Value investors believe that Mr. Market's mood swings offer them excellent opportunities to buy low and sell high. But how does an investor avoid becoming Mr. Market rather than taking advantage of him? Influence, by Robert Cialdini, helps us understand the factors that influence us, which are exploited by, among others, the news media, our brokers, and research analysts, and thereby puts us in a position to protect ourselves from our own, hard-coded biases that we wouldn't otherwise know have been triggered.
By Saj Karsan, Sunday, March 28, 2010, 6:49 AM | Influence, Robert Cialdini | 1 comments »
The scarcity principle makes us desire items that are short in supply. Humans show tendencies towards this principle from as early as the age of two, as experiments have shown that young boys will go after toys that are fewer in number or that are blocked off over toys that are available.
Marketers will often feign scarcity in order to get customers to purchase a product. By pretending that an item is the last one in stock, or by intimating that another buyer is interested (e.g. a common tactic of real estate agents), a human emotion is triggered that often overrides sound analysis. This principle may even be a contributor to asset price bubbles (for tulips, real estate, and even stocks), as individuals fear that they must buy or they will not get any, even if reasoned thinking would suggest they don't need any!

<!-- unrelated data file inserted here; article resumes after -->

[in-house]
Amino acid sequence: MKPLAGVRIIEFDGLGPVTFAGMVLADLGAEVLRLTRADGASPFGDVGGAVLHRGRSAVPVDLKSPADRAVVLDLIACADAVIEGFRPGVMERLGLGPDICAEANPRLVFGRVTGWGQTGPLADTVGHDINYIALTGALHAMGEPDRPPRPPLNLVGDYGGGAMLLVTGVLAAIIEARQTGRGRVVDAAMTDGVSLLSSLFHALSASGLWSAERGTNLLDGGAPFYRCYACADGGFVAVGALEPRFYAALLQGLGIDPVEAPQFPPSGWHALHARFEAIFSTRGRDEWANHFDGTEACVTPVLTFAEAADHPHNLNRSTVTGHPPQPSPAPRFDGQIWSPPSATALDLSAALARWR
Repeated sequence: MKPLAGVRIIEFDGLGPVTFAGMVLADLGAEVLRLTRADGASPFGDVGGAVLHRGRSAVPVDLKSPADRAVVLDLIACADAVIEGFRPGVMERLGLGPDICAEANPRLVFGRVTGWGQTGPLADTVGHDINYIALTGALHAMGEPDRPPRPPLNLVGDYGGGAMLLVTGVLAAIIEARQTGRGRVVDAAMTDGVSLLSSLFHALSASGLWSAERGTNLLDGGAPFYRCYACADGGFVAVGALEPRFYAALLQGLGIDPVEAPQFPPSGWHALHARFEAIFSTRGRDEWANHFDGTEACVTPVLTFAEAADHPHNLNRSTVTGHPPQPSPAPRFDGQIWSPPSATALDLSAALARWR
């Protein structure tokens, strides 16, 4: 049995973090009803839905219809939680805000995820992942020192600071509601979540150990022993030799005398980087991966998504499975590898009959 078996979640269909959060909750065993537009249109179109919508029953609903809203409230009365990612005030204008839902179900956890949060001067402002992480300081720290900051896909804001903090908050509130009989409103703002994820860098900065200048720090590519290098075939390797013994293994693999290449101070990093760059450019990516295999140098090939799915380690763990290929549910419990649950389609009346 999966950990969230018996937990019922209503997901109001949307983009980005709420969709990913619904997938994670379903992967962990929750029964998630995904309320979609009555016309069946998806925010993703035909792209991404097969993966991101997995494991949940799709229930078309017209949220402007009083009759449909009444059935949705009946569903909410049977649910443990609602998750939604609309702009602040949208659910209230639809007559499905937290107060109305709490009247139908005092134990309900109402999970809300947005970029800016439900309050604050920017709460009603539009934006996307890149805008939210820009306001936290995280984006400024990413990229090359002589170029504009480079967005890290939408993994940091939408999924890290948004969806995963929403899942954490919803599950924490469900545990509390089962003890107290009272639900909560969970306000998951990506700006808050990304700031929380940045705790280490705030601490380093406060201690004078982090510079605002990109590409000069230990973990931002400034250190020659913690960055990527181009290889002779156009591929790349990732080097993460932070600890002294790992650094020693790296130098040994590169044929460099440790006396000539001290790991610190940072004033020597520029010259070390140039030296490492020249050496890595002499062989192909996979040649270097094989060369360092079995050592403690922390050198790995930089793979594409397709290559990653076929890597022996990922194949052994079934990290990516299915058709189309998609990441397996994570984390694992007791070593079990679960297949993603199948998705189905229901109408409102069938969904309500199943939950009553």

Cialdini believes scarcity plays such a large role because humans tend to fight against restrictions, even if they wouldn't consume the object in question were it available. This fight against restriction is not limited to tangible objects, but ideas and speech as well. When censorship is employed to prevent the consumption of certain political or sexually explicit materials, psychologists show that the fact that these are forbidden actually increases interest in them, ironically leading to the opposite effect of what those who make the rules were intending.
Psychologists find that two additional factors can make our tendency to desire scarce items even more intense. First, if the availability of a scarce item is reduced to a level (rather than having been at that level the whole time), desire goes up. Secondly, if individuals are in competition for the scarce items, desire goes up as well.
This is a difficult tendency from which to defend ourselves. Cialdini advises readers to be on alert for the feeling of emotion that accompanies the thought that an item is scarce. When that feeling is recognized, individuals should be cognizant of what is taking place and try to calm themselves so that they may analyze the situation soundly.